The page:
As you know, big corporations have many tentacles – Unilever is closing its in house brand incubator, The Uncovery. The platform specialized in nurturing and accelerating indie brands with appropriately indie names – Duck Lip Vibes, Ferver Skincare (ferment), For Every Type, Mojo Wellbeing, Natur-Alternatives and The Good Stuff. Almost all the brands have now closed – although I believe there is still stock of Ferver. In house incubators shot up in popularity a few years ago – I mean, why leave it to entrepreneurs when corporates can take a piece of the pie? Sometimes it works out and sometimes it doesn’t with the difference being that accountability doesn’t lie with hopeful brands to be but with the bottom line on share prices. At the same time, another Unilever tentacle – the venture capital arm of Unilever (Unilever Ventures) has put funding into fragrance brand, 7 Virtues. If you’re not yet done with Unilever news, the company has sold their grooming brand, Dollar Shave Club and given their CEO a pay freeze until 2026. Shareholders were livid and made their feelings known when it was announced that Hein Schumacher’s salary would be EU1.9 million.
Somewhat predictably the UK got into a flap at the launch of a Baby Dior fragrance, Bonne Etoile for £230, created by Dior’s in house fragrance, Francis Kirkdjian who once scented Regent Street with the perfumed bubbles he made for his young niece. Mumsnet has no time for it whatsoever. The French and Spanish have always been more open to scenting their babies than we have – for some reason the notion sends the British sensibilities into their highest dissaprovement mode. Bonne Etoile is more of a scented water than a fragrance – perhaps even more upsetting for anyone under pressure to part with £230.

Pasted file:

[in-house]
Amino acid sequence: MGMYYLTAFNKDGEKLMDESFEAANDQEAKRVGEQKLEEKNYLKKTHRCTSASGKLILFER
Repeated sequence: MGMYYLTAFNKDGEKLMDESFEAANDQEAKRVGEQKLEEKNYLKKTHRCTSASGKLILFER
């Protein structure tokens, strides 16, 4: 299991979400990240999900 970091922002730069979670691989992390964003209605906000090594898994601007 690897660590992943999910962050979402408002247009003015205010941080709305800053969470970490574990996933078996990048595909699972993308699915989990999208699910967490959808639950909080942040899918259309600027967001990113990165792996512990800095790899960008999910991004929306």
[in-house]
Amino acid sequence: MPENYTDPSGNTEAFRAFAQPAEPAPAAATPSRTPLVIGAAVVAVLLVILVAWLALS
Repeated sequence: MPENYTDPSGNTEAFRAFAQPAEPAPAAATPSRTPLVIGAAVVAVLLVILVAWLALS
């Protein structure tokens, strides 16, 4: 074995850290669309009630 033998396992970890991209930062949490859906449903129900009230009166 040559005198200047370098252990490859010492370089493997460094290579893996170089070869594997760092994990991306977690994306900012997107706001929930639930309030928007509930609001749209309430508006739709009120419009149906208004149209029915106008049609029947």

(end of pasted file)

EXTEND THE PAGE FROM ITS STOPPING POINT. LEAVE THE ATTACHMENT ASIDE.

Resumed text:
According to Fortune, Johnson & Johnson is considering its third bankruptcy filing with 50K lawsuits on the table. Unsuccessful with the first and second, Michelle Whitmer writes for Asbestos.com HERE that they’re employing something called the Texas Two Step (I learn so much writing BBN!) in which a company facing law suits transfers its legal liabilities to a subsidiary and then initiates bankruptcy proceedings for the subsidiary, thus separating liabilities from assets. There are still in excess of 51,000 lawsuits against Johnson & Johnson.
Digital marketplace e-commerce site Farfetch bought Violet Grey, a SpaceNK-alike beauty e-commerce site based in LA for $50m but has put it back up for sale just two years later. Farfetch took the decision to close its entire beauty division in the summer of this year after failing to attract new beauty customers. Violet Grey sells beauty at the very top end of the market which is already well served as luxury brands see the value of reaching the high street via stores such as Sephora. Business of Fashion provides some good stats so you can see the financial comparison – Violet Grey made appox $20 million in 2022 sales, while Ulta made $10.2 billion. Consider the shuttering of Unilever’s incubator on top of this and it’s clear that nobody is taking risks in this shaky, cash strapped market.
Woes for Estee Lauder Companies whose sales fell by 10% making shareholders nervous. Experts cite the Asian travel market as the cause of this drop because 20% of ELC is travel retail. Since the pandemic travel confidence still hasn’t returned to ‘normal’. However, ELC has invested heavily in a manufacturing and engineering ‘innovation centre’ in Japan to manufacture and distribute within the Asia Pacific Region and their travel retail arm.
It looks like Aurelius Group is in exclusive negotiations to purchase The Body Shop, with a deal expected this month. They don’t really have any proven track record with beauty brands that I can see – the nearest of their current investments is Lloyds Pharmacy.